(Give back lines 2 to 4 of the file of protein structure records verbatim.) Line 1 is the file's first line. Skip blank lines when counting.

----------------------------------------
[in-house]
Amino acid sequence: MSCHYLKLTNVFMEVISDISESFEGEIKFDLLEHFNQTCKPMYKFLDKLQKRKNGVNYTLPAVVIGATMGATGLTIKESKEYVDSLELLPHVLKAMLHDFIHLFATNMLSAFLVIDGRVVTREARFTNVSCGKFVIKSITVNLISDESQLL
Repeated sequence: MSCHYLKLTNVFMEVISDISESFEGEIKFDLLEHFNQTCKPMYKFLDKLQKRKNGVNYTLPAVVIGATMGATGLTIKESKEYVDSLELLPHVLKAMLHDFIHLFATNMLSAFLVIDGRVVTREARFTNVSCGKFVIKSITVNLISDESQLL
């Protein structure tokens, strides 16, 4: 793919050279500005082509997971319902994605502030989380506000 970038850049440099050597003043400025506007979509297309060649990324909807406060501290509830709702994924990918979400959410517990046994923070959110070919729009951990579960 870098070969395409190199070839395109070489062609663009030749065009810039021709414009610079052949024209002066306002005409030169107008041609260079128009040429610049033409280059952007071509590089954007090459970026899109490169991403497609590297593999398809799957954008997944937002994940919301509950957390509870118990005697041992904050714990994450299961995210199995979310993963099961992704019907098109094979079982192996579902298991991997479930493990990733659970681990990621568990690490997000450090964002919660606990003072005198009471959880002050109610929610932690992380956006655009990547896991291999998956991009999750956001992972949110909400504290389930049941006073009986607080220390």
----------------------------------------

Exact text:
Amino acid sequence: MSCHYLKLTNVFMEVISDISESFEGEIKFDLLEHFNQTCKPMYKFLDKLQKRKNGVNYTLPAVVIGATMGATGLTIKESKEYVDSLELLPHVLKAMLHDFIHLFATNMLSAFLVIDGRVVTREARFTNVSCGKFVIKSITVNLISDESQLL
Repeated sequence: MSCHYLKLTNVFMEVISDISESFEGEIKFDLLEHFNQTCKPMYKFLDKLQKRKNGVNYTLPAVVIGATMGATGLTIKESKEYVDSLELLPHVLKAMLHDFIHLFATNMLSAFLVIDGRVVTREARFTNVSCGKFVIKSITVNLISDESQLL
């Protein structure tokens, strides 16, 4: 793919050279500005082509997971319902994605502030989380506000 970038850049440099050597003043400025506007979509297309060649990324909807406060501290509830709702994924990918979400959410517990046994923070959110070919729009951990579960 870098070969395409190199070839395109070489062609663009030749065009810039021709414009610079052949024209002066306002005409030169107008041609260079128009040429610049033409280059952007071509590089954007090459970026899109490169991403497609590297593999398809799957954008997944937002994940919301509950957390509870118990005697041992904050714990994450299961995210199995979310993963099961992704019907098109094979079982192996579902298991991997479930493990990733659970681990990621568990690490997000450090964002919660606990003072005198009471959880002050109610929610932690992380956006655009990547896991291999998956991009999750956001992972949110909400504290389930049941006073009986607080220390």